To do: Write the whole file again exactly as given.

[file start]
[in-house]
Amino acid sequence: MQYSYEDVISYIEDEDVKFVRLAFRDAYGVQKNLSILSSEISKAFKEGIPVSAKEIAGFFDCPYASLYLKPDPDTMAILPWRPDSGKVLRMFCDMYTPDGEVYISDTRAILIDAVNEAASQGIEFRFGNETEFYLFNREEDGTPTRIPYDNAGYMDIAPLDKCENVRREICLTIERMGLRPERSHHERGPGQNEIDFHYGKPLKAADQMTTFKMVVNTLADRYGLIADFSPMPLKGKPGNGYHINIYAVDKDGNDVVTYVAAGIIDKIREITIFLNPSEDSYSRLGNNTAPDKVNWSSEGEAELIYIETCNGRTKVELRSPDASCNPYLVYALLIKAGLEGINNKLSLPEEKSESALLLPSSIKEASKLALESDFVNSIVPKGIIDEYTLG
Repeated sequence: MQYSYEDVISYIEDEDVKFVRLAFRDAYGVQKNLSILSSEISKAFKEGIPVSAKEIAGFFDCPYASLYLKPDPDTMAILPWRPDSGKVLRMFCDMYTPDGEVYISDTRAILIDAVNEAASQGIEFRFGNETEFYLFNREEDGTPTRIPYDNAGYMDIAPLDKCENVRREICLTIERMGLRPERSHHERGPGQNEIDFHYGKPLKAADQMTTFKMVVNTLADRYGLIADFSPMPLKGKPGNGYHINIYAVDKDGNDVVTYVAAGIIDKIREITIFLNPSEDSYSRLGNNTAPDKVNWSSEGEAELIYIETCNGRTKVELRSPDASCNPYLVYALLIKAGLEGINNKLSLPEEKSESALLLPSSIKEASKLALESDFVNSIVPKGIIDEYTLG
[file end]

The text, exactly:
[in-house]
Amino acid sequence: MQYSYEDVISYIEDEDVKFVRLAFRDAYGVQKNLSILSSEISKAFKEGIPVSAKEIAGFFDCPYASLYLKPDPDTMAILPWRPDSGKVLRMFCDMYTPDGEVYISDTRAILIDAVNEAASQGIEFRFGNETEFYLFNREEDGTPTRIPYDNAGYMDIAPLDKCENVRREICLTIERMGLRPERSHHERGPGQNEIDFHYGKPLKAADQMTTFKMVVNTLADRYGLIADFSPMPLKGKPGNGYHINIYAVDKDGNDVVTYVAAGIIDKIREITIFLNPSEDSYSRLGNNTAPDKVNWSSEGEAELIYIETCNGRTKVELRSPDASCNPYLVYALLIKAGLEGINNKLSLPEEKSESALLLPSSIKEASKLALESDFVNSIVPKGIIDEYTLG
Repeated sequence: MQYSYEDVISYIEDEDVKFVRLAFRDAYGVQKNLSILSSEISKAFKEGIPVSAKEIAGFFDCPYASLYLKPDPDTMAILPWRPDSGKVLRMFCDMYTPDGEVYISDTRAILIDAVNEAASQGIEFRFGNETEFYLFNREEDGTPTRIPYDNAGYMDIAPLDKCENVRREICLTIERMGLRPERSHHERGPGQNEIDFHYGKPLKAADQMTTFKMVVNTLADRYGLIADFSPMPLKGKPGNGYHINIYAVDKDGNDVVTYVAAGIIDKIREITIFLNPSEDSYSRLGNNTAPDKVNWSSEGEAELIYIETCNGRTKVELRSPDASCNPYLVYALLIKAGLEGINNKLSLPEEKSESALLLPSSIKEASKLALESDFVNSIVPKGIIDEYTLG